Can anyone xplain to me why the Orthodox reject the Primacy of Peter, based on Scripture? I mean, to me, it seems that Scripture backs the idea of Peter being the Chief Apostle.
I must appologize for not first getting permission from Arsenios and I hope he forgives my boldness in having one of his articles posted. Its one of the best explanations I have come across in many postings that make clear just what St. Peter's role was in the early church:
"Christ called St. Peter to be the leader of the apostolic choir, and through his leadership, to mirror the oneness of the apostolic mission and grace. It is for this reason that St. Peter is often singled out in the Gospels and the writings of the Fathers for special mention. St. Peter was a symbol of the oneness and equality of the apostles and his leadership was meant to coordinate the affairs of the other apostles in peace and concord. Before his martyrdom, St. Peter (with St. Paul) left this mission of primacy and service in the See of Rome.
For this reason, the early Church believed that the Roman Church held a primacy among the other Churches. This ministry was a continuation of St. Peter’s and was analogous to his service among the apostles. The Bishop of Rome, as the head of the Roman Church, exercised this primacy and for this reason was considered a unique successor of Peter. Like St. Peter’s work among the apostles, the Bishop of Rome’s work among the bishops was one of service among equals. It was also meant to be serve as a symbol of the oneness of all Orthodox Bishops and Churches. Therefore, when you see quotes that give special titles to the Pope, that laud the unerring Faith of Rome, that set Rome apart from other Churches, be reminded that this is done to show that all the Bishops, the Orthodox Faith, and the Churches themselves, are one. This isn’t done in order to turn Rome into some “super-Church” and the Bishop of Rome into a “super-bishop.” It is only for the purpose of stressing the oneness of the gifts of God.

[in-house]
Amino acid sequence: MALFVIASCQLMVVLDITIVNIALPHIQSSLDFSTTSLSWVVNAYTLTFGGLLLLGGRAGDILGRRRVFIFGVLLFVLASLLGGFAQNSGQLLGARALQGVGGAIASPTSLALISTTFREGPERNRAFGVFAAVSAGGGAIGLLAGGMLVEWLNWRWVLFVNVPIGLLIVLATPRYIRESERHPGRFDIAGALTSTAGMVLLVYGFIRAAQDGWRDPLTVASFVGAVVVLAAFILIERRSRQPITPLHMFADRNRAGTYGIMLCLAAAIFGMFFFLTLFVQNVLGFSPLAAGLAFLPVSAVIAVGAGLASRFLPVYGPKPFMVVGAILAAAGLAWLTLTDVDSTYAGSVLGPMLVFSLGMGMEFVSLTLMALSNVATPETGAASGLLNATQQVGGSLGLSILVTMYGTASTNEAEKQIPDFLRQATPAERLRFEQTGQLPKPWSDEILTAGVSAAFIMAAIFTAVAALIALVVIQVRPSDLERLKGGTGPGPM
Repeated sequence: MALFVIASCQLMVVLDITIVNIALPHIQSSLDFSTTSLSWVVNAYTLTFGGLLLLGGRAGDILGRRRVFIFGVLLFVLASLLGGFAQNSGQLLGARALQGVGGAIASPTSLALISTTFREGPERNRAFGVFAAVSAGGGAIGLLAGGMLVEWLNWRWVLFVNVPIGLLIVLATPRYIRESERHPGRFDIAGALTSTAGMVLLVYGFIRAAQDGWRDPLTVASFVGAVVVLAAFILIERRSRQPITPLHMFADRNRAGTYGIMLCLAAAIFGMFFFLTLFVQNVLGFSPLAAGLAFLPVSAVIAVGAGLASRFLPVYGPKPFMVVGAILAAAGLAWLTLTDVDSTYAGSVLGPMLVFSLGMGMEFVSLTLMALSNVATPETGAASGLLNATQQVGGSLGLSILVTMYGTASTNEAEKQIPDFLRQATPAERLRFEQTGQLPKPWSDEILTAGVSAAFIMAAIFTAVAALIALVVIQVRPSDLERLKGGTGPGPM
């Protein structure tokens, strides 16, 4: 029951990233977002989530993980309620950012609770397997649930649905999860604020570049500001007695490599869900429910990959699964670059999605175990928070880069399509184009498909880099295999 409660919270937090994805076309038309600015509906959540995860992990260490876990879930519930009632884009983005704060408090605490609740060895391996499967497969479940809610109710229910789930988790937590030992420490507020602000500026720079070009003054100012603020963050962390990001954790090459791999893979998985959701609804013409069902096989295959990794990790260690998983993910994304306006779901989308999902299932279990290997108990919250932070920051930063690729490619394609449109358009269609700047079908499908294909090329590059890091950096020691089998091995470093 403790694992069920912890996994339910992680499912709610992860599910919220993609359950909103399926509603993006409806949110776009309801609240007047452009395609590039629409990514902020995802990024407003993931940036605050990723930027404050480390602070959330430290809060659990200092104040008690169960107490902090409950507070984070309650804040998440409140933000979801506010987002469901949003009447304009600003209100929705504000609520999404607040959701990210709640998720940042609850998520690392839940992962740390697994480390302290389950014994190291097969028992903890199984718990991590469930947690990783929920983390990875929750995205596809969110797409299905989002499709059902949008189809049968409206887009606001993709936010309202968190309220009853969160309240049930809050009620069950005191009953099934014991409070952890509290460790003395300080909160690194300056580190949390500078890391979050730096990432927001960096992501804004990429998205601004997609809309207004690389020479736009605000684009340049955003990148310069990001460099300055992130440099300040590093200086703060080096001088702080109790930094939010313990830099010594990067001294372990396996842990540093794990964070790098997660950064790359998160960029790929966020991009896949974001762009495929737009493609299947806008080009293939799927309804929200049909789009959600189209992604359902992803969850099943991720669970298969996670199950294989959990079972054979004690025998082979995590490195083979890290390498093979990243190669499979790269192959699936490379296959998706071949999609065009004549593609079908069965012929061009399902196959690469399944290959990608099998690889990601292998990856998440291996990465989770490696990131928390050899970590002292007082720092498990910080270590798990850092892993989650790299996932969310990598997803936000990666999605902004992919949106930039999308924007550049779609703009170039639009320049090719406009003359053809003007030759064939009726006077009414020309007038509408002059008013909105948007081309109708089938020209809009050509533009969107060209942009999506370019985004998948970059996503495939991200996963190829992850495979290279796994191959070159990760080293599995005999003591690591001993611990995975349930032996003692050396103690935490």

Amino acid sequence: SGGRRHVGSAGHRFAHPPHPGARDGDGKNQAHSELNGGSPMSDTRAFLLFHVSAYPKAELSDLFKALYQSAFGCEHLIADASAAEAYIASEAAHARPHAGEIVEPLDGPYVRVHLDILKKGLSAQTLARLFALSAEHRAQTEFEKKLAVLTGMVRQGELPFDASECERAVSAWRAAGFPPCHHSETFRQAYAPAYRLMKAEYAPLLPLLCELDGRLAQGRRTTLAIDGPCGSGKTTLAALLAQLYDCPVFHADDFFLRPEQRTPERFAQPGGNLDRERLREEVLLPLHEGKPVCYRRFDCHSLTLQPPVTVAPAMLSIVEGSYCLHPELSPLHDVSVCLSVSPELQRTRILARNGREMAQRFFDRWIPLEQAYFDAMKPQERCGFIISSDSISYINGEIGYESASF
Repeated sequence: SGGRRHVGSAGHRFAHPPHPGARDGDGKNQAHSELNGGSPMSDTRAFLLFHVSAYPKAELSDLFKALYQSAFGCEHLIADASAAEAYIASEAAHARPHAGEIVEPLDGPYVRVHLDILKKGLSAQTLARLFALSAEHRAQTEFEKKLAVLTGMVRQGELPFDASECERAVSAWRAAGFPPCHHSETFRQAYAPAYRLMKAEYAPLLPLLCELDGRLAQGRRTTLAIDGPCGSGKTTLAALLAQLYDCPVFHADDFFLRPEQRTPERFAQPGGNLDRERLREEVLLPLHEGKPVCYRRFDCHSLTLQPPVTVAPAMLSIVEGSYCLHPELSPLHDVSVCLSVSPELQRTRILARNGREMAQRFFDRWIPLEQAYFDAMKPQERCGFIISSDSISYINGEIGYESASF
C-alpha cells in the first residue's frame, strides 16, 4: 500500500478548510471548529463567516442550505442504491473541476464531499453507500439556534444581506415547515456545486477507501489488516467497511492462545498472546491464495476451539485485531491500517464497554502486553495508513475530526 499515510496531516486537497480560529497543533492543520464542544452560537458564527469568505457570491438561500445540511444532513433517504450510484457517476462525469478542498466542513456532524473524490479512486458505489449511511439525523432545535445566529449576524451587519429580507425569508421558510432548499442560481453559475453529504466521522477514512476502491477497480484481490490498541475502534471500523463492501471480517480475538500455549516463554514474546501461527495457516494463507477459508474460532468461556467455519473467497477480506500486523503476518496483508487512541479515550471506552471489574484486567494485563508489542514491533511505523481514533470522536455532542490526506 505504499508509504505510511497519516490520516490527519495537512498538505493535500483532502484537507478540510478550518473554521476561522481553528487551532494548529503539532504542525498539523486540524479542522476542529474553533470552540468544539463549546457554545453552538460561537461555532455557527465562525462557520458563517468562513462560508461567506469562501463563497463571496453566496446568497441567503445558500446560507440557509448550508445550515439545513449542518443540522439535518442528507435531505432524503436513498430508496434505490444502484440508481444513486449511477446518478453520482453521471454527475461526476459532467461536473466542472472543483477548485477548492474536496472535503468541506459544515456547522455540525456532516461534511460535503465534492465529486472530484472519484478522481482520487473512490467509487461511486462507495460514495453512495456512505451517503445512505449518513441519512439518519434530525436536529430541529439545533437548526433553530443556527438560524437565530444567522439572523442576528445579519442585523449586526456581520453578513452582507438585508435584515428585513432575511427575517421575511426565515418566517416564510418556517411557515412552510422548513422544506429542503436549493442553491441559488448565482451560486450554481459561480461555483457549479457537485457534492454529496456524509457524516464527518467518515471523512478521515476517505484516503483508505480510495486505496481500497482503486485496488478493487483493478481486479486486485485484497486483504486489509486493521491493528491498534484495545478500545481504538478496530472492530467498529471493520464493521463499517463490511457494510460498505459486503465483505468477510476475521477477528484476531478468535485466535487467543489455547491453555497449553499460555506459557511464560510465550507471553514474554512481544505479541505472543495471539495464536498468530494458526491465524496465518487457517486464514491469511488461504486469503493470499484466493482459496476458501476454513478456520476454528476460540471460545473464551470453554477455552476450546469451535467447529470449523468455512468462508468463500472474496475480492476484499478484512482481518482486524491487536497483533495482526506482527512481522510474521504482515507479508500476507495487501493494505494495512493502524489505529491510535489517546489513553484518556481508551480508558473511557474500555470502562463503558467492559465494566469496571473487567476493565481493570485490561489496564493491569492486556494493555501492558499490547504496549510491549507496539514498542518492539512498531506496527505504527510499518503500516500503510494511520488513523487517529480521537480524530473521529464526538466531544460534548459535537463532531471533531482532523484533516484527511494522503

In the early centuries of Christianity, this Roman primacy was always in the form of bearing witness to the common faith shared by all Christians and was devoted to the solitude and well-being of the Churches of God. The Roman See was never understood as a "sovereign" of other Churches, nor was her bishop the "sovereign" of other bishops. All Orthodox Churches were considered as equal and possessing full unity of faith, worship, and communion with each other. Rome was meant to bear witness to the oneness of the Church, the unity of her Faith, and was devoted to the service of the Churches' full catholicity and success in bearing witness to the Gospel.
When Rome changed this legit gift of primacy and service into power over other Churches and replaced the Eucharistic unity of the Church with a secular unity befitting the Roman Empire rather than the Kingdom of God, Orthodox Christians judged the Pope as having broken communion with the Body of Christ, and we currently await an Orthodox Pope who will restore the Orthodox Rome of the Holy Fathers. We don't consider ourselves to have broken communion with St. Peter, the Orthodox Popes of Rome, nor the Orthodox Roman See. Post-Schism Roman Popes changed, whereas we remained solid in the Faith and practice of the Holy Fathers."